Article on Stroman and Tharp in The New Republic
Posted 21 November 2002 - 04:23 PM
Posted 25 November 2002 - 02:22 PM
Posted 25 November 2002 - 03:25 PM
Her juxtaposition of the two choreographers was interesting to read. I have seen Contact, didn't want to see the new version of Oklahoma...
I also read the older article she wrote about the "crisis" in ballet - titled "Steps, Steps, Steps - in which, rather than skewering NYCB, as some might say she did in the NY Times earlier this year, Ms. Homans takes the ballerinas of ABT to task instead...after a history lesson. I don't know if this article was discussed earlier or not...I suppose I should go back in cyber time and take a look because I would think it must have roused some posts.
I'll be waiting to see if any others care to comment on this writer's views of Stroman's and Tharp's "history" and choreography.
Posted 25 November 2002 - 03:47 PM
Homans' "history lessons" are there because TNR is a general interest publication that specializes in politics and public policy -- not a readership that can be assumed to have a profound knowledge of dance. I do have to wonder about the contents of the lessons, sometimes. For example, she lumps Astaire, Kelly, Balanchine, and Jack Cole together as "interwar" Broadway choreographers, when the first two were performers who did their own dances and the third was a ballet choreographer who was doing work on Broadway strictly from hunger. Odd grouping. It also seemed a little funny to have Robbins departing Broadway in part because of the ascendancy of Bob Fosse, when I recall that Fosse had a standing invite from Robbins to do a piece for NYCB, and Fosse himself revered Robbins. Michael Bennett did groundbreaking work that doesn't even merit a mention. There's more, but I'll leave it there.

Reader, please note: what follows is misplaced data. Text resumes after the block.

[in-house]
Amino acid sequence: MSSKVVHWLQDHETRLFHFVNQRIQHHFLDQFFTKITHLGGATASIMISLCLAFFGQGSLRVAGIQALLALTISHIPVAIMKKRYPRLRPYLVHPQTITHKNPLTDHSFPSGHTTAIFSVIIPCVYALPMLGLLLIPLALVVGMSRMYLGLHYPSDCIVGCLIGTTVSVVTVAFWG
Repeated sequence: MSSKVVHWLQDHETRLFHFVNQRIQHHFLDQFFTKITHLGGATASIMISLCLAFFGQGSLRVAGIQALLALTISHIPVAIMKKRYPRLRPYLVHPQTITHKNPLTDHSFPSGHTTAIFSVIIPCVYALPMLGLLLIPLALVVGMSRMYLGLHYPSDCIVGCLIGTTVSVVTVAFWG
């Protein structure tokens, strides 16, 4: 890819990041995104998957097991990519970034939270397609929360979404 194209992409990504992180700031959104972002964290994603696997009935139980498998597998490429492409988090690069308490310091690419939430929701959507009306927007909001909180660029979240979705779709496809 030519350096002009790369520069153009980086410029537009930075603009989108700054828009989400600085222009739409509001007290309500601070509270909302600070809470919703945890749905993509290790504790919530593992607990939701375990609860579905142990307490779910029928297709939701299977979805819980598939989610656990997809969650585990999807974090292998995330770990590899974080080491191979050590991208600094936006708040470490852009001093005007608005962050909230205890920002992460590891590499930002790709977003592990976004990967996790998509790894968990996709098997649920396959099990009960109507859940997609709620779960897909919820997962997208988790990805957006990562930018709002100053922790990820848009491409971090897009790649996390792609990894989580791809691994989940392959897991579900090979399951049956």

It's true, Billy Joel is not an obvious fit with the Vietnam War era.
Posted 26 November 2002 - 08:46 AM
Posted 26 November 2002 - 09:24 AM
Re the Billy Joel/Vietnam connection and his coming of age during that period of time... I hadn't thought about it from that point of view.
How old is Billy J.? I am on the "young" side of actually coming of age during Vietnam, although I marched against it locally, carrying a lighted candle down to the Quaker Meeting House in our town...not really having a decent knowledge of what the "conflict" was about...but when I think of that era, to me, the music that comes to mind is the music one hears in the movies "Coming Home," "The Deer Hunter" and, of course, "Apocalypse Now" because those were the songs that were playing at the time of the Vietnam war.
In thinking about it from your point of view, I suppose you are right that the music listened to by these young soldiers, as they came of age, may well have been more in keeping with Billy Joel's style of music...as opposed to the music they fought with.
Again, I'm looking forward to your review.
Posted 26 November 2002 - 10:16 AM
None of the above would necessarily prevent Tharp from making a good show from the material, of course, and the consensus seems to be that she has.
Posted 26 November 2002 - 01:54 PM
Haven't seen the show yet, but I have to admit I don't think of those songs as being Vietnam Era at all. I remember when they all came out - late 70s and early eighties (although Piano Man might have been earlier) and for me, they're written from the point of view of someone who knows how Saigon and Watergate were going to turn out.
Posted 26 November 2002 - 03:29 PM
Posted 26 November 2002 - 03:50 PM
Any further mentions of Cher will be summarily and severely punished. And it will only be worse for you if you mention Sonny Bono.
Halfbreed. . .that's all I ever hearrrrd. . .
(And the beat goes on!)
Posted 26 November 2002 - 04:15 PM
Looking forward to your review, Nanatchka.
Posted 02 December 2002 - 05:03 PM
I really can't comment as I'm not sure that I've really seen Ms. Tharp's work...though I must have, mustn't I? Ms. Jacobs certainly goes for the jugular.
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